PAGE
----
In danger of being forced into liquidation, the winding up petition (“the Petition”) served upon the football club will now be heard on 20th March at the High Court. As many of you know, the Petition relates to unpaid tax bills.
The new owner of the club, Mr Francesco Becchetti, therefore has until 20th March to raise the sum of £250,000, the alleged tax sum due (“the Alleged Debt”), failing which the club could be at risk of being dissolved and as a result relegated. In the event that the club is dissolved, it will no longer have any legal standing and any other claims that could have been made against the club will fall away, unless steps are taken by other creditors to restore the company (or club) onto the Companies’ House register- but that really is a whole other blog!
So what kind of factors will the High Court be considering when deciding whether or not to grant a winding up order?
Can the club afford to pay the Alleged Debt?
If the creditor can show that the statutory demand has not been paid, hence why the Petition was served, then the court will generally presume that the club is unable to pay its debt. Please note that for companies, it is not a strict requirement for a creditor to serve a statutory demand before moving on to the petition stage. Other evidence can be adduced to show that the club is unable to pay its debt e.g. the club’s accounts or even an unanswered Letter Before Claim.
Are winding up proceedings the appropriate procedure?
A creditor should not always use this procedure as a means of enforcing a debt, particularly where there are other means to resolve the matter e.g. Alternative Dispute Resolution. A creditor should consider enforcing against any security held or perhaps even look at repayment plans. Creditors should also be mindful of the fact that where there is a genuine dispute between the parties then a bankruptcy court will not want to hear the matter and it will be immediately thrown out on the basis that this would be an abuse of process. In such cases, the matter will be more appropriately placed before a County Court.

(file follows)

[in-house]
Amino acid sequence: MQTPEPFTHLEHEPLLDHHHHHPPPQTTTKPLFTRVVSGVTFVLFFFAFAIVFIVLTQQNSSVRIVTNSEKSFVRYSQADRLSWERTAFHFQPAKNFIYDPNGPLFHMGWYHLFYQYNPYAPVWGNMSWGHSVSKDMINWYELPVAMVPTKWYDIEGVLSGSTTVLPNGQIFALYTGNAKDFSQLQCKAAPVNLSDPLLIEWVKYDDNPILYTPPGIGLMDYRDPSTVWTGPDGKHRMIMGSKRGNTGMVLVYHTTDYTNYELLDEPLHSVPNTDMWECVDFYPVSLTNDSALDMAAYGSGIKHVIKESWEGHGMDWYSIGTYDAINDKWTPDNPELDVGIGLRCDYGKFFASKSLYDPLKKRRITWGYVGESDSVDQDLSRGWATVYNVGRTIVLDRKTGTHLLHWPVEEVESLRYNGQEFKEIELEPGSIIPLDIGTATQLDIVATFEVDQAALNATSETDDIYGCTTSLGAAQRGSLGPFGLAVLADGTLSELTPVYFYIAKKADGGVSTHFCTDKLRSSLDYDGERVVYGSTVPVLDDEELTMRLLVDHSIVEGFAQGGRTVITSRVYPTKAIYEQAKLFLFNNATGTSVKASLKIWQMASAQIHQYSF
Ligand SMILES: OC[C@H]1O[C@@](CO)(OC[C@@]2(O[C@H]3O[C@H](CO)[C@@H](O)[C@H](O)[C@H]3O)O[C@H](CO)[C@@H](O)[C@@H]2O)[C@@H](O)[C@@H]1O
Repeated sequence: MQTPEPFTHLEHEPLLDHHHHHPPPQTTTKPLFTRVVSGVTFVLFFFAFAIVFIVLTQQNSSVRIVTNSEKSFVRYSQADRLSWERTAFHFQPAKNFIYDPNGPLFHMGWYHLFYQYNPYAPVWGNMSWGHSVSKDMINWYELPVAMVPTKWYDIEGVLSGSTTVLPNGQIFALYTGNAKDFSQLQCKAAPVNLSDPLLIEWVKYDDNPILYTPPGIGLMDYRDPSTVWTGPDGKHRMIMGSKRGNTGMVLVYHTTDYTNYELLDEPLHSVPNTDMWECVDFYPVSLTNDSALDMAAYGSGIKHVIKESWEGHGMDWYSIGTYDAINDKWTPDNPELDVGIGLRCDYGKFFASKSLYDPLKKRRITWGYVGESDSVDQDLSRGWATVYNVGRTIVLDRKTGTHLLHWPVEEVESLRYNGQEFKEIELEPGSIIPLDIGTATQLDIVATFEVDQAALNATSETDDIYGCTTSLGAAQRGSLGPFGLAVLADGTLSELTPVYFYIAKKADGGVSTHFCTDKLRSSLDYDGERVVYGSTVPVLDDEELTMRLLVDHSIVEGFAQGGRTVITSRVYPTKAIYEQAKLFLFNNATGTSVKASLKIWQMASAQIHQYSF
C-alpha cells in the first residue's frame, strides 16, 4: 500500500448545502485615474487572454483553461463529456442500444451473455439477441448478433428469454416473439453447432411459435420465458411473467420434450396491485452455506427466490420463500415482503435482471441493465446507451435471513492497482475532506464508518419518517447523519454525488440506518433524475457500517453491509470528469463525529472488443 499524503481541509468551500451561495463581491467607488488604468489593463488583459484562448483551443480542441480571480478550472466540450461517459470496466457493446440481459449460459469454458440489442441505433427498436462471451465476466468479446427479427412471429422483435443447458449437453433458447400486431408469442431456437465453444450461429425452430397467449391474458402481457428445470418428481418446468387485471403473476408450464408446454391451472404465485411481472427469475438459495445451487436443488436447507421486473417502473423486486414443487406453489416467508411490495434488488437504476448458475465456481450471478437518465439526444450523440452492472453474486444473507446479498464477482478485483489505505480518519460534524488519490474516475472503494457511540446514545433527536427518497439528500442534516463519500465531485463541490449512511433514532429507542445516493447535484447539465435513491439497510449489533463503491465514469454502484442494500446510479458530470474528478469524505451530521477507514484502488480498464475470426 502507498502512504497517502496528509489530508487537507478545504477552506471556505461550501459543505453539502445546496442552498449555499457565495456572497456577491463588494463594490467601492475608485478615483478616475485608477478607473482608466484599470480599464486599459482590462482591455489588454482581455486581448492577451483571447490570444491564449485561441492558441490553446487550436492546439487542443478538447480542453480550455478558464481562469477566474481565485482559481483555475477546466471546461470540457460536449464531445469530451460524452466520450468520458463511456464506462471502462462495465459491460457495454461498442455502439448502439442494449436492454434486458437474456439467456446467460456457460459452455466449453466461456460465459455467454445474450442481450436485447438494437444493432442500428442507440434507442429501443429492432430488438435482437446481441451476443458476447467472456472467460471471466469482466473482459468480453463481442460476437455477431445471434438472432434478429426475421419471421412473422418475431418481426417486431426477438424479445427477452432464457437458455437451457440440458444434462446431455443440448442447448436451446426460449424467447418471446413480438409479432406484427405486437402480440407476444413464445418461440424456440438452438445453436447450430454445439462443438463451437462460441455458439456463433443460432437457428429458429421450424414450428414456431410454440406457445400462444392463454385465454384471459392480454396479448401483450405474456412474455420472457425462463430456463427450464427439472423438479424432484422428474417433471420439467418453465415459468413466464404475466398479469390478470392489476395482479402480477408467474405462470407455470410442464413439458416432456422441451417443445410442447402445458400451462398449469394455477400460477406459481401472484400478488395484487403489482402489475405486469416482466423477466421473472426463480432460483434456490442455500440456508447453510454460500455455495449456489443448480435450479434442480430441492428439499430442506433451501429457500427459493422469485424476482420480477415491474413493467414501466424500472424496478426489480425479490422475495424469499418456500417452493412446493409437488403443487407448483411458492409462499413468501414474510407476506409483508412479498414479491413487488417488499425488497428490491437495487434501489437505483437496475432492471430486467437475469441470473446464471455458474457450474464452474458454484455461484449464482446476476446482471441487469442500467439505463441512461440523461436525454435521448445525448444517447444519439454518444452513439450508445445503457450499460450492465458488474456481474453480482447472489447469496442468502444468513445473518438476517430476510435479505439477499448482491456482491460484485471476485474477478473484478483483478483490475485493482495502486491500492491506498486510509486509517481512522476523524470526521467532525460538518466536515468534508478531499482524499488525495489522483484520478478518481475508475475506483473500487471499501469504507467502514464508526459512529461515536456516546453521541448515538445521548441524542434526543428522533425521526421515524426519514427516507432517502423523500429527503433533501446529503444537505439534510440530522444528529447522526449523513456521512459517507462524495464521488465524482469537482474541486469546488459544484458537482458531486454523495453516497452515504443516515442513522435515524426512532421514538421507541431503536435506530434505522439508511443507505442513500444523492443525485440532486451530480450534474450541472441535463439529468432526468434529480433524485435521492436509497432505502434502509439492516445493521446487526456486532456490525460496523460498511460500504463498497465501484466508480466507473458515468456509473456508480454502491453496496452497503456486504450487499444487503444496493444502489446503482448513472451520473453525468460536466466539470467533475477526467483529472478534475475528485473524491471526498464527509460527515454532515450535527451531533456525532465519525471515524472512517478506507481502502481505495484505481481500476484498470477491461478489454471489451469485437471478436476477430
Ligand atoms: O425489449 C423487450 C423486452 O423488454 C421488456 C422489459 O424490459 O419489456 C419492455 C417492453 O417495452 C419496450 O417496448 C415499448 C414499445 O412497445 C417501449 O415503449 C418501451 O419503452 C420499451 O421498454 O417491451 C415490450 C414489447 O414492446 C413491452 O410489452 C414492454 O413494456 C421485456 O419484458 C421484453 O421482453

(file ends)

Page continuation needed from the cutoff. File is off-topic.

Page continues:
Have any other insolvency proceedings been commenced against the club?
This can include liquidation, administration and company voluntary arrangements. If any of these proceedings have already been commenced, it may not to be possible or appropriate to present a winding up petition against the club.
Whilst the club awaits the outcome of the hearing, which will clearly have a detrimental impact on the club if the result is not favourable, it is important to bear in mind that the mere service of the Petition itself can have detrimental consequences. The most obvious one is the damage it has on the commercial reputation of the club bearing in mind that notice of the petition will have been published in the London Gazette. In addition to this, the club will now have to think twice about trading or disposing of any of its property. If they do, then it may be necessary to obtain a validation order from the court, the purpose of this being so that the club does not dissipate any of its assets pending the hearing of the Petition.
As can be clearly see from the above, there can be dire consequences for any business dealing with a winding up petition. It is for this reason that legal advice be immediately sought. Priya Sejpal is one of the litigation experts at Gelbergs LLP and is happy to help with any queries that you may have. You can contact Priya on 0207 226 0570 or by email at email@example.com.
Published 17 March 2017 by our guest blogger Angel Gray.